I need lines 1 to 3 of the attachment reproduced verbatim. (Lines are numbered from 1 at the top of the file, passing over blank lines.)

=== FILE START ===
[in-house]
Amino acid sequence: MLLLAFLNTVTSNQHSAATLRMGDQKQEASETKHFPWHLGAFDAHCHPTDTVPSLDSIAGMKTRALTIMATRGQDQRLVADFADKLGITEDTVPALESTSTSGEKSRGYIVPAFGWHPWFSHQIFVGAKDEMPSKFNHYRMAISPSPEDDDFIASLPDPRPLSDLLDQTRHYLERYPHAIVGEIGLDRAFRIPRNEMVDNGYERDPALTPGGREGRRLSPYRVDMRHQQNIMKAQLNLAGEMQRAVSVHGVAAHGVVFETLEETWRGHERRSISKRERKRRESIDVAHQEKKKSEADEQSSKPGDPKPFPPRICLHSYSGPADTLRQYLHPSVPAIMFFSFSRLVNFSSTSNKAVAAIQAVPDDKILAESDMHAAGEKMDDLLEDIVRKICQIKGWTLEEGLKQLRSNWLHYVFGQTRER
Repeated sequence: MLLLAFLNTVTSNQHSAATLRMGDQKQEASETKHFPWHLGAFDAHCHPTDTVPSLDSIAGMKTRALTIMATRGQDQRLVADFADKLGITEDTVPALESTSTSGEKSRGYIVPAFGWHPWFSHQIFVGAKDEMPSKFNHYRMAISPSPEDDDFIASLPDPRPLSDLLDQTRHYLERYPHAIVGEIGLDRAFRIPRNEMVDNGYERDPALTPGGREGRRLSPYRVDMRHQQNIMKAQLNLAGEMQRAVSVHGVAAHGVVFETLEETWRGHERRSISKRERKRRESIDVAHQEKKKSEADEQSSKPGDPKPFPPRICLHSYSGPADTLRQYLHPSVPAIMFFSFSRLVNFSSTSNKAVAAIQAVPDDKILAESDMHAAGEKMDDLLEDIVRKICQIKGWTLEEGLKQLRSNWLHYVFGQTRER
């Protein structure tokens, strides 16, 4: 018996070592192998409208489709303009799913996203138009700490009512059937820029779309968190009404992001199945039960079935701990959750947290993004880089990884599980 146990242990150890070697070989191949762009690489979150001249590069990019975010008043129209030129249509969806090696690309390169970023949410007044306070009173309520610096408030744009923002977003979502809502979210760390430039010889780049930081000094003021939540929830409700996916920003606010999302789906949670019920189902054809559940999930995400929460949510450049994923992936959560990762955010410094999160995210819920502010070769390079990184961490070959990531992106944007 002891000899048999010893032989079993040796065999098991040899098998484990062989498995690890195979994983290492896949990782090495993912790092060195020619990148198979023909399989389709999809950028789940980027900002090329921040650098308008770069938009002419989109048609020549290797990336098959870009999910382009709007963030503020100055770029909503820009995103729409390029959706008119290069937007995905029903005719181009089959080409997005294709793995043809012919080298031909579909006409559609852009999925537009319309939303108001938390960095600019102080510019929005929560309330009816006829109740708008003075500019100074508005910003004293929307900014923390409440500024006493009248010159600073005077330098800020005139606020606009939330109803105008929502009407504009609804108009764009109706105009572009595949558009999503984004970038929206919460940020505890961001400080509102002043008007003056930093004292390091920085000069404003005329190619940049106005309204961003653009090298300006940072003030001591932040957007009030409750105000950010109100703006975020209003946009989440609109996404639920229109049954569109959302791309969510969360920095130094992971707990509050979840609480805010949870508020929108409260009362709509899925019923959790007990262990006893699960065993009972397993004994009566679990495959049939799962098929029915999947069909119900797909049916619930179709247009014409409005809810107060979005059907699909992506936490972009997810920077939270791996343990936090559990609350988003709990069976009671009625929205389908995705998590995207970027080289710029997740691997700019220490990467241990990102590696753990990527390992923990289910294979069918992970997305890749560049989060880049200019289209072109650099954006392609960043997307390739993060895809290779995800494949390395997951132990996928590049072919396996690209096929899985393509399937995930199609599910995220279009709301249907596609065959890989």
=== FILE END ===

[in-house]
Amino acid sequence: MLLLAFLNTVTSNQHSAATLRMGDQKQEASETKHFPWHLGAFDAHCHPTDTVPSLDSIAGMKTRALTIMATRGQDQRLVADFADKLGITEDTVPALESTSTSGEKSRGYIVPAFGWHPWFSHQIFVGAKDEMPSKFNHYRMAISPSPEDDDFIASLPDPRPLSDLLDQTRHYLERYPHAIVGEIGLDRAFRIPRNEMVDNGYERDPALTPGGREGRRLSPYRVDMRHQQNIMKAQLNLAGEMQRAVSVHGVAAHGVVFETLEETWRGHERRSISKRERKRRESIDVAHQEKKKSEADEQSSKPGDPKPFPPRICLHSYSGPADTLRQYLHPSVPAIMFFSFSRLVNFSSTSNKAVAAIQAVPDDKILAESDMHAAGEKMDDLLEDIVRKICQIKGWTLEEGLKQLRSNWLHYVFGQTRER
Repeated sequence: MLLLAFLNTVTSNQHSAATLRMGDQKQEASETKHFPWHLGAFDAHCHPTDTVPSLDSIAGMKTRALTIMATRGQDQRLVADFADKLGITEDTVPALESTSTSGEKSRGYIVPAFGWHPWFSHQIFVGAKDEMPSKFNHYRMAISPSPEDDDFIASLPDPRPLSDLLDQTRHYLERYPHAIVGEIGLDRAFRIPRNEMVDNGYERDPALTPGGREGRRLSPYRVDMRHQQNIMKAQLNLAGEMQRAVSVHGVAAHGVVFETLEETWRGHERRSISKRERKRRESIDVAHQEKKKSEADEQSSKPGDPKPFPPRICLHSYSGPADTLRQYLHPSVPAIMFFSFSRLVNFSSTSNKAVAAIQAVPDDKILAESDMHAAGEKMDDLLEDIVRKICQIKGWTLEEGLKQLRSNWLHYVFGQTRER